Thu. Jul 29th, 2021

CLEVELAND — Last November, I voted at the Cuyahoga County Board of Elections. I had never voted there before. When my wife and I pulled into the parking lot off of East 30th street, we were almost instantaneously bombarded by people who were encouraging us to vote for one candidate or the other. They wore campaign T-shirts and shouted catchy campaign slogans. There were more of them than there were people there to vote. Almost to a person, they handed us campaign materials to take with us into the building.

I disregarded most of the items, but one in particular caught my eye. It was a flyer with a list of names. It caught my eye because the names listed belonged to candidates for judicial races. At the top of the flyer, it indicated that the named candidates were endorsed by the Cuyahoga County Democratic Party. I was handed this list of names — this Democratic judicial candidate slate card — right outside of the voting booth.

In Ohio, we have nonpartisan judicial elections. What that means is, on your general-election ballot, you will not see a political party listed next to the name of a judicial candidate. We have nonpartisan judicial elections thanks to the Non-Partisan Judiciary Act of 1911. At the time, the sentiment of the Ohio legislature was that making judicial elections nonpartisan would eliminate partisan politics from the selection process.

Now here we are, 110 years of “nonpartisan” judicial elections later. Partisan slate cards are handed to voters outside of voting locations. Can anyone reasonably state that partisan politics do not play a considerable role in the selection and retention of judges in Ohio? I think not.

Consider how judges are elected in Ohio. Ohio is the only state in the country which has judges run in partisan primaries but in nonpartisan elections. Thus, an Ohio judge declares party allegiance in a primary to seek the party nomination. Then, once victory is obtained in the partisan race, he or she is then immediately nonpartisan for the purposes of the general election. In other words, the path to election for Ohio judges still runs through the political parties — at least initially — as a matter of course.

What is the point of this partisan-then-nonpartisan process? Who benefits from this process? I think that depends on whether the majority of voters are members of your party or not.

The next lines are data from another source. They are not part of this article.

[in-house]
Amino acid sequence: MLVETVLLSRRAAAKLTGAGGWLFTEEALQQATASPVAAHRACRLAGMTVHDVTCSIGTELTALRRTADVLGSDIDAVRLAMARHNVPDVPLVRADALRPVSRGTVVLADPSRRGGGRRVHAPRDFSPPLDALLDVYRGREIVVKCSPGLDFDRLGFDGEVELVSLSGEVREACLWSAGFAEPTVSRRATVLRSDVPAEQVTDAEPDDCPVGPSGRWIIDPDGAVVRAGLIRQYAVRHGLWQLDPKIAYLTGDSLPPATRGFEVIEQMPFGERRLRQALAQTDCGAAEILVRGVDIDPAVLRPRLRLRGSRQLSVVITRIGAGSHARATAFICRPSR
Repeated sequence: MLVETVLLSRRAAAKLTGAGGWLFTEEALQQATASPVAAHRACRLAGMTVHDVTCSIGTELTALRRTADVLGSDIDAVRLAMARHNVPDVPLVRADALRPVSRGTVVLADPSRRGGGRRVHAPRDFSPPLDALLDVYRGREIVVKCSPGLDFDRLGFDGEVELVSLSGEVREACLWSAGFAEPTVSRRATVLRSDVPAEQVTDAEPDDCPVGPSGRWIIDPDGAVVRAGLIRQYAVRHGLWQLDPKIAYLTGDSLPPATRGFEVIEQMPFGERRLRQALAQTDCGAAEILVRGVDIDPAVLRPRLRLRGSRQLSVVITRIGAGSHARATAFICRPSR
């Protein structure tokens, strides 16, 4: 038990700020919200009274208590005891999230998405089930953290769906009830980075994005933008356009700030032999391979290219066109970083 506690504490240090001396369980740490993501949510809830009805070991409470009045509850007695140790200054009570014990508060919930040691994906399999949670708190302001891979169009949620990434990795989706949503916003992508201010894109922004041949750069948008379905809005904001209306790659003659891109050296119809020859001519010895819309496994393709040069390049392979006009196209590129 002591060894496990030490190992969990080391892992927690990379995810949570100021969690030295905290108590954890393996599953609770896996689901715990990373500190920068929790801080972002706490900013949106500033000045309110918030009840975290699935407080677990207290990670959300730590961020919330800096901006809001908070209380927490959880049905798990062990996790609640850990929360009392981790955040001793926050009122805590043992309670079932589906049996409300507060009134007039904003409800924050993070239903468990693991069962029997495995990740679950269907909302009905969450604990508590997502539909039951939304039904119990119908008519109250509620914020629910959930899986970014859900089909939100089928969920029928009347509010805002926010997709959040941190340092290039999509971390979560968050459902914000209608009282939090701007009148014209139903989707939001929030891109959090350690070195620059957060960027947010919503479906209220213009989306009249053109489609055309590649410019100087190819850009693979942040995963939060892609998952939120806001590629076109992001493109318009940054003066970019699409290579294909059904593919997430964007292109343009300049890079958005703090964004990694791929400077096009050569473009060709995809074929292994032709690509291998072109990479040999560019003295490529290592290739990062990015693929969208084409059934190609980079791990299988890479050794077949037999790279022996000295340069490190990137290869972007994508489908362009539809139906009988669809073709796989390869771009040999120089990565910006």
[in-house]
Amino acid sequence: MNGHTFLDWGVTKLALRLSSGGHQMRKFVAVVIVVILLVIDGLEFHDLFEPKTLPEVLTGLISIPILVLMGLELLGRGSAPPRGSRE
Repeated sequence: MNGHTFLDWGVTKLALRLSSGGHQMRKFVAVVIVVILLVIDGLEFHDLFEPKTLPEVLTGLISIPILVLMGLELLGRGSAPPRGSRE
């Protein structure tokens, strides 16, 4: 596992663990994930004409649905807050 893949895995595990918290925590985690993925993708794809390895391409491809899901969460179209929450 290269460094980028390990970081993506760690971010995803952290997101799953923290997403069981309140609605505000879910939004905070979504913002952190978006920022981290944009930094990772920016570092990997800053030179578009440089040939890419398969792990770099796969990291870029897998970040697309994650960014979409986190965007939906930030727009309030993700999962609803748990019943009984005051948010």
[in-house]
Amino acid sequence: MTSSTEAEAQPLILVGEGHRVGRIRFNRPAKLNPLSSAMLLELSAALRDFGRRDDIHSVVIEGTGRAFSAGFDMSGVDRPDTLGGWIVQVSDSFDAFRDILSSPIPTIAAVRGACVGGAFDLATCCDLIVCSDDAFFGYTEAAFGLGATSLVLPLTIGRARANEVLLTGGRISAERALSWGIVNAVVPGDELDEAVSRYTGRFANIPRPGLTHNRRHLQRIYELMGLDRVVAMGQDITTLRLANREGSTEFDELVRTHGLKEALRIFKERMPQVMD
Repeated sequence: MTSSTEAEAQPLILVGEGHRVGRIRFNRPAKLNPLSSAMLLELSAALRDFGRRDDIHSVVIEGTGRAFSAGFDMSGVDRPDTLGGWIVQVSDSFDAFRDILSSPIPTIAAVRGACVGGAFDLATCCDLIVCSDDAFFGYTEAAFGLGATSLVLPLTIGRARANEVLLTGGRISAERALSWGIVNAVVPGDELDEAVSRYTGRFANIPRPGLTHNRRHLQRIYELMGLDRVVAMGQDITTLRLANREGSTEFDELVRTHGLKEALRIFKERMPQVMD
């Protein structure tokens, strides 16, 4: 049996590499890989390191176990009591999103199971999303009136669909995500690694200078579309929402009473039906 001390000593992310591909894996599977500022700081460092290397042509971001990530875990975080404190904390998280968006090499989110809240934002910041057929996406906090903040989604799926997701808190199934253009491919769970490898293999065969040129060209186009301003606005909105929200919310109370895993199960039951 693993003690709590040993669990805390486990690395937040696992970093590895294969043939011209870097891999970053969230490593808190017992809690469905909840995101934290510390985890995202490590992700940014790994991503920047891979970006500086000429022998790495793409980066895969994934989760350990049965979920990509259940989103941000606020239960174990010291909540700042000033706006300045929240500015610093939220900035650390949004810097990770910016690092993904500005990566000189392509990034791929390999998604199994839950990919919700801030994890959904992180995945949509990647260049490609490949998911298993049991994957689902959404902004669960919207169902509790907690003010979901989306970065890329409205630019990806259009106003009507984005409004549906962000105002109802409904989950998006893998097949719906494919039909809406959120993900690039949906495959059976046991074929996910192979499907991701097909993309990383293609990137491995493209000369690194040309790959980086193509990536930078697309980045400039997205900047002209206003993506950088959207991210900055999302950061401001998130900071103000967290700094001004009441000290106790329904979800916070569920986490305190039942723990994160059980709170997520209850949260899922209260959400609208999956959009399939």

Here in Cuyahoga County, nonpartisan general elections, at least in theory, benefit Republican judicial candidates. The vast majority of Cuyahoga County voters are Democrat. Many of them would not vote for a Republican. If party affiliation was listed, Republican judicial candidates in Cuyahoga County, just like their fellow Republican candidates for office in other local races, would have little hope of election. The lack of party affiliation on the ballot has allowed for some Republican judicial candidates to get elected.

However, in races where generally the majority of voters are Republican, such as statewide races for the Ohio Supreme Court, Democratic judicial candidates benefit from general elections being nonpartisan. Democrats have majorities in pockets of Ohio, but overall Ohio is a solidly red state. Thus, listing party affiliation in these races would greatly diminish the chances of Democratic judges being elected statewide. The lack of party affiliation on the ballot has allowed for Democratic judges to be elected to the Ohio Supreme Court.

Republican lawmakers in Ohio understand this political reality. That is why they are trying yet again, this time through a budget amendment, to require that Ohio ballots list the partisan affiliations of candidates for Ohio Supreme Court and state appeals court. And because they, too, understand the political reality and the harm it would do to their candidates’ chances of re-election, Democratic lawmakers are opposing the law.

Eric Foster is a columnist for The Plain Dealer and

The nonpartisan process benefits one political party or the other based upon the demographics of the electorate. However, one party that I do not believe benefits from nonpartisan general elections is the voters. And that, to me, is the problem with our method of electing judges.